Step 3: FCF Story

Coke is a mature firm and I assume Coke will have a 99.99% chance of at least a 0% growth rate for the next 100 years. There is a good chance it will grow, but my risk-free bet is 0% growth. Since the US treasury rate is 3% for 30 years, for 100 years I'll use a risk-free rate of 5%. I'll take the average FCF for the past 4 years to base the future FCFs on: $7.7B.

Step 4: NPV

The formula for the NPV of a perpetuity with zero growth is C/d, where C is the cash flow and d is the discount rate. Remember, I match my cash flow confidence level to my discount rate:

$7.7B/0.05 = $154B

Step 5: Compare to the Market Price

Coke's market cap is $180B. Therefore investing in Coke offers a 14.4% premium.

Next, Apple

Step 1: Review FCF history










Step 2: Moat

Apple has a very strong moat:

  • Its product and brand are very sticky and fashionable.

  • It has a Aa1 bond rating and is not in risk of defaulting.

  • Management can effectively control their pricing against competition

  • Competitors can't replicate the brand and perceived value easily


  • I'm cautious about the future of Apple

  • Will apple get into another industry with poor margins outside of management competence?

  • Will some capital get eroded over the decades to come.

  • Will revenues stagnate over time?

  • Does Apple need a new Steve Jobs to grow again?

Step 3: FCF Story

Apple has become a mature firm. It can still grow, however it is limited by size. It needs to create new products to cannibalize existing product lines to maintain its size. Apple may enter some new consumer product segments however it may be tempted to entering a difficult business (auto industry?). Therefore, I see a 99.99% chance of at least a -1% growth rate for the next 100 years. This is the worst case risk I see in the business. Since the US treasury rate is 3% for 30 years, for 100 years I'll use a risk-free rate of 5%. I'll base my FCF growth start at $52.3B.

Step 4: NPV

The formula for the NPV of a constant growth business C(1+g)/(d-g), where C is the cash flow, g is the growth rate, and d is the discount rate. This formula works for negative growth rates as well. Most businesses should have negative risk-free growth rate. Remember, I match my cash flow confidence level to my discount rate. Here is the valuation:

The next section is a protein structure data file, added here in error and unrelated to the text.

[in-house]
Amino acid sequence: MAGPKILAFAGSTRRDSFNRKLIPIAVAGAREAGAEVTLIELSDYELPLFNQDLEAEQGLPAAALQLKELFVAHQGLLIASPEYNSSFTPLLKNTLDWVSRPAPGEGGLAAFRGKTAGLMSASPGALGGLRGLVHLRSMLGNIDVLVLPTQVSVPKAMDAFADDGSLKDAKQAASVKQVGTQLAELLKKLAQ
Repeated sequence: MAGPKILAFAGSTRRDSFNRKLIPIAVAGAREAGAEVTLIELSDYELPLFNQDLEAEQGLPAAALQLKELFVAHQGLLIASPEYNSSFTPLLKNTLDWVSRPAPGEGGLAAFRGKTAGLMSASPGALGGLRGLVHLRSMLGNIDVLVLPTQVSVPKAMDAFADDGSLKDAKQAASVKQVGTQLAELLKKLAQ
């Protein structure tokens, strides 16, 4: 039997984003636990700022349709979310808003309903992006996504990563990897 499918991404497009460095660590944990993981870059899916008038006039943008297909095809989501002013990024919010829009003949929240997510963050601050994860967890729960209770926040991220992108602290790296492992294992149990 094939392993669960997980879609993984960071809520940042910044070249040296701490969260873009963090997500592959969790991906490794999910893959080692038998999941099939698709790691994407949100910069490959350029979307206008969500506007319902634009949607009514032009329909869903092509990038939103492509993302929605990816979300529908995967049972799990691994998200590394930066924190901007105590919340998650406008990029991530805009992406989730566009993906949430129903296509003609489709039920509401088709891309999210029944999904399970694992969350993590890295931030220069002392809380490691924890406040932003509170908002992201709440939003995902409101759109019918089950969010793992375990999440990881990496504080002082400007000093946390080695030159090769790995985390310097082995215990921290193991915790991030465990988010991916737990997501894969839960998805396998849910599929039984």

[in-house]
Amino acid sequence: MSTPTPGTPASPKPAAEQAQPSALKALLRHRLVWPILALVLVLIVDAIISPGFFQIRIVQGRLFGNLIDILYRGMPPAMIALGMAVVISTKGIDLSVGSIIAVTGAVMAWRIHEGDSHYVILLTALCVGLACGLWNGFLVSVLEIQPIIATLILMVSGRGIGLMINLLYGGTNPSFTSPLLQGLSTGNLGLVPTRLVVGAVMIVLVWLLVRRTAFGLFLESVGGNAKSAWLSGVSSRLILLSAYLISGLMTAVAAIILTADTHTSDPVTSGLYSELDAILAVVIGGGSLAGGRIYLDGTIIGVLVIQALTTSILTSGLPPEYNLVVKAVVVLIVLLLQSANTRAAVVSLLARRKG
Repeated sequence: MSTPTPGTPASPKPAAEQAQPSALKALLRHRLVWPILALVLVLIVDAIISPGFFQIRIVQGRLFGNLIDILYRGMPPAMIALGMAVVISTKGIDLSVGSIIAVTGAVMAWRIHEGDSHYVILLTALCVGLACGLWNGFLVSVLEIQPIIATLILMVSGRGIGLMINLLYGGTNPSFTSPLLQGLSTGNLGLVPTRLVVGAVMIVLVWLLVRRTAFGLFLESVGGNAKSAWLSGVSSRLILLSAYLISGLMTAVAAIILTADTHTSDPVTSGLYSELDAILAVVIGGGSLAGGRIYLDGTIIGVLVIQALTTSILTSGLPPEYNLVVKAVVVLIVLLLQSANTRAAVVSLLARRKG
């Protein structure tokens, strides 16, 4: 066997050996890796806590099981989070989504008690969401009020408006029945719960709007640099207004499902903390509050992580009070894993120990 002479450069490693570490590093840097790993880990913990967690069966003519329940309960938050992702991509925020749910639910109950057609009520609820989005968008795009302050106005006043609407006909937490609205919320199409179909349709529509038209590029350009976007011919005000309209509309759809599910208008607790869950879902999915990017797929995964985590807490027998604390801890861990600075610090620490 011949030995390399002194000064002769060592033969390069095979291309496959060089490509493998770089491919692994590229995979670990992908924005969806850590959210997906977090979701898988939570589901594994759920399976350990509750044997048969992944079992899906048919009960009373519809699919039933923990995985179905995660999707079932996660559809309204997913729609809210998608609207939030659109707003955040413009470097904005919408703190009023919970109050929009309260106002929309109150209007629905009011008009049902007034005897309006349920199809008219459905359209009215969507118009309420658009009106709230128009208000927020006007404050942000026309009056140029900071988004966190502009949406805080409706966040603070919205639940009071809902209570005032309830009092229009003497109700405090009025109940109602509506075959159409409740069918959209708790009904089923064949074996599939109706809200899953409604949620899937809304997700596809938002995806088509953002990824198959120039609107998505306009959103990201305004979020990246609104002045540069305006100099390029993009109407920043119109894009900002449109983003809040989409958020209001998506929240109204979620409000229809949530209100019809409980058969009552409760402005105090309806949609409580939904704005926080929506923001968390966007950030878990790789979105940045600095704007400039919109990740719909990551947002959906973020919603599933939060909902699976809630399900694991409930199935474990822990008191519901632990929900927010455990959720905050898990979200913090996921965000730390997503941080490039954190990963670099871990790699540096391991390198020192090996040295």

$52.3B(1 + (-0.01))/(0.5 - (-0.01)) = $1294.4B

Step 5: Compare to the Market Price

Apple's market cap is $719B. Therefore investing in Apple offers a 44% discount.


Assuming this analysis is 100% representative (it's not - only for illustrative purposes), I think it's obvious that Apple is the better investment. Note - to do a proper analysis I would customize the cash flow analysis for the next 10 years and assume a perpetual growth thereafter. Also, I would adjust my growth rates by more detailed analysis.

So why is Warren Buffett so optimistic?

It's because he values a business based on cash flow fundamentals using discount rates based on cash flow risk and not market risk. If you do this enough, you start to see a trend. Many businesses seem undervalued. When I analyze businesses using my lens, I often see over 20% discounts (i.e. Hanesbrands). However, as a value investor I'm looking for much higher discounts. Investing is about opportunity costs. It's about picking the best opportunity. For that, you need to have a consistent approach to value cash flows. I'll leave you with one last quote from Charlie Munger:

Munger: You should find something to invest in and then compare everything else against that. That's your opportunity cost. That's what you learn in freshman economics, even if it hasn't made it into modern portfolio theory. That's why modern portfolio theory is so asinine… opportunity cost is a huge filter in life. If you've got two suitors who are eager to have you, but one is way better than the other, you're going to choose that one rather than the other. That's the way we filter stock buying opportunities. Our ideas are so simple. People keep asking us for mysteries, but all we have are the most elementary ideas.

Disclosure: I/we have no positions in any stocks mentioned, and no plans to initiate any positions within the next 72 hours.

I wrote this article myself, and it expresses my own opinions. I am not receiving compensation for it (other than from Seeking Alpha). I have no business relationship with any company whose stock is mentioned in this article.